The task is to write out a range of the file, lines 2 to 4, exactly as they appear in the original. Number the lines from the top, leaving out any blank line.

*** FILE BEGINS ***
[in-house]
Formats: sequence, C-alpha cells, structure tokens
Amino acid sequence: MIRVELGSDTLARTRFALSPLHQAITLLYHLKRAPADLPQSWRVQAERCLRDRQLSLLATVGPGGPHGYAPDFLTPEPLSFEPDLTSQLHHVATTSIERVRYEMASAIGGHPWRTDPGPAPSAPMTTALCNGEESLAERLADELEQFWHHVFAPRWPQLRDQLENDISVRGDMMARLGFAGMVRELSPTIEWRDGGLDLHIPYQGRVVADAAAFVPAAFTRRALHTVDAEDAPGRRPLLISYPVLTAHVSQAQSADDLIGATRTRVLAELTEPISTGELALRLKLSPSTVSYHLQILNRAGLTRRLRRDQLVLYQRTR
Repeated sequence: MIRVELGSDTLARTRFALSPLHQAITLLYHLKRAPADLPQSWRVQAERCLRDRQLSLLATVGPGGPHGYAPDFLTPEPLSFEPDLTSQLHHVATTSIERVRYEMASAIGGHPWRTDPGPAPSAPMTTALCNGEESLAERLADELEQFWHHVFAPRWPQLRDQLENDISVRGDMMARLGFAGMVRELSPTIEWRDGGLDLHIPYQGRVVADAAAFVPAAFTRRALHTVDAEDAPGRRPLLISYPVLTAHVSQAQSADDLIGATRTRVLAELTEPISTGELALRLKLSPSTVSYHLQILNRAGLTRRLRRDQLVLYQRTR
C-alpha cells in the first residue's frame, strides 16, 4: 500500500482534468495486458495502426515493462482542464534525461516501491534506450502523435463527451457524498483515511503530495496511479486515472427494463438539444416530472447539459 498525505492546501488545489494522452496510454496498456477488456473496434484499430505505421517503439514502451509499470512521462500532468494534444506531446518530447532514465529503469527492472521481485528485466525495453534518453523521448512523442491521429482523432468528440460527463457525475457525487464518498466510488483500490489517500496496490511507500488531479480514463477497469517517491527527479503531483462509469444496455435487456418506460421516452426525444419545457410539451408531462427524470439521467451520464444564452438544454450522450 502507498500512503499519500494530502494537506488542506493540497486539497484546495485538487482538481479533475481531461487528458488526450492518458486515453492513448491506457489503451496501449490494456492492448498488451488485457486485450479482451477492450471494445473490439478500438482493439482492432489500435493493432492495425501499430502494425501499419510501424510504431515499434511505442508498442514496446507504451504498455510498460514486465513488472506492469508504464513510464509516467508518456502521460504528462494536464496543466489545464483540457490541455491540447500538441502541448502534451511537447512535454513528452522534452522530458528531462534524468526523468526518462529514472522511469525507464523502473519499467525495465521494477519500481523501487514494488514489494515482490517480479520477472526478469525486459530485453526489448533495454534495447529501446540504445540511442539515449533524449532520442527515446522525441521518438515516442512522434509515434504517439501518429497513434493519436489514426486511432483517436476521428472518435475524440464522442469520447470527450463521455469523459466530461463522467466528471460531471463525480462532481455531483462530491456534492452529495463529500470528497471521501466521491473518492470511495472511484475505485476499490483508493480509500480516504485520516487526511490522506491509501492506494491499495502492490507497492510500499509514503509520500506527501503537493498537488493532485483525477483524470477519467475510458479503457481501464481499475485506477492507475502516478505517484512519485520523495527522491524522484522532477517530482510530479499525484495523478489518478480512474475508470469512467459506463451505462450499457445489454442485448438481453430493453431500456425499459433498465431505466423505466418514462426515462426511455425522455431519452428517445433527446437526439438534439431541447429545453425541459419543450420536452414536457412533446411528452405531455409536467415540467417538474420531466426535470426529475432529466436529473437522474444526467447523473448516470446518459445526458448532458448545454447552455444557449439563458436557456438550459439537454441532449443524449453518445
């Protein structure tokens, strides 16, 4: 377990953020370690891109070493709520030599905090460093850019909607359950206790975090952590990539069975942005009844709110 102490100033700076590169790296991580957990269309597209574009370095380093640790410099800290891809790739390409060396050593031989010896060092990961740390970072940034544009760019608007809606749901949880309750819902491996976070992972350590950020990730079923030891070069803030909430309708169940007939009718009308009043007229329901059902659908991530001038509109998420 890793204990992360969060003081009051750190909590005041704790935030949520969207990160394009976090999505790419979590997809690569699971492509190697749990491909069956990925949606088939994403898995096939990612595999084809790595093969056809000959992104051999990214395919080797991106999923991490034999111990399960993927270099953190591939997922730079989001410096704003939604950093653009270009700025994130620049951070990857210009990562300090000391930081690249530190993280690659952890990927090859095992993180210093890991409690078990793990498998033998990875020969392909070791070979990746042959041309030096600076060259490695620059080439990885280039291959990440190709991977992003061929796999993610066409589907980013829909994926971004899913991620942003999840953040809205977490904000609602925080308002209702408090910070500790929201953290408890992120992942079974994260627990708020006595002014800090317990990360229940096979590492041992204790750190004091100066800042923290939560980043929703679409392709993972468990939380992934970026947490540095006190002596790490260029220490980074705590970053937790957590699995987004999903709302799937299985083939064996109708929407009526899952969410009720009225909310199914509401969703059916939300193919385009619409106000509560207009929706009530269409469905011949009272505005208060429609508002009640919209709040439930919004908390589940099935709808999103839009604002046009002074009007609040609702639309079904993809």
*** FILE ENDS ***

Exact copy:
Formats: sequence, C-alpha cells, structure tokens
Amino acid sequence: MIRVELGSDTLARTRFALSPLHQAITLLYHLKRAPADLPQSWRVQAERCLRDRQLSLLATVGPGGPHGYAPDFLTPEPLSFEPDLTSQLHHVATTSIERVRYEMASAIGGHPWRTDPGPAPSAPMTTALCNGEESLAERLADELEQFWHHVFAPRWPQLRDQLENDISVRGDMMARLGFAGMVRELSPTIEWRDGGLDLHIPYQGRVVADAAAFVPAAFTRRALHTVDAEDAPGRRPLLISYPVLTAHVSQAQSADDLIGATRTRVLAELTEPISTGELALRLKLSPSTVSYHLQILNRAGLTRRLRRDQLVLYQRTR
Repeated sequence: MIRVELGSDTLARTRFALSPLHQAITLLYHLKRAPADLPQSWRVQAERCLRDRQLSLLATVGPGGPHGYAPDFLTPEPLSFEPDLTSQLHHVATTSIERVRYEMASAIGGHPWRTDPGPAPSAPMTTALCNGEESLAERLADELEQFWHHVFAPRWPQLRDQLENDISVRGDMMARLGFAGMVRELSPTIEWRDGGLDLHIPYQGRVVADAAAFVPAAFTRRALHTVDAEDAPGRRPLLISYPVLTAHVSQAQSADDLIGATRTRVLAELTEPISTGELALRLKLSPSTVSYHLQILNRAGLTRRLRRDQLVLYQRTR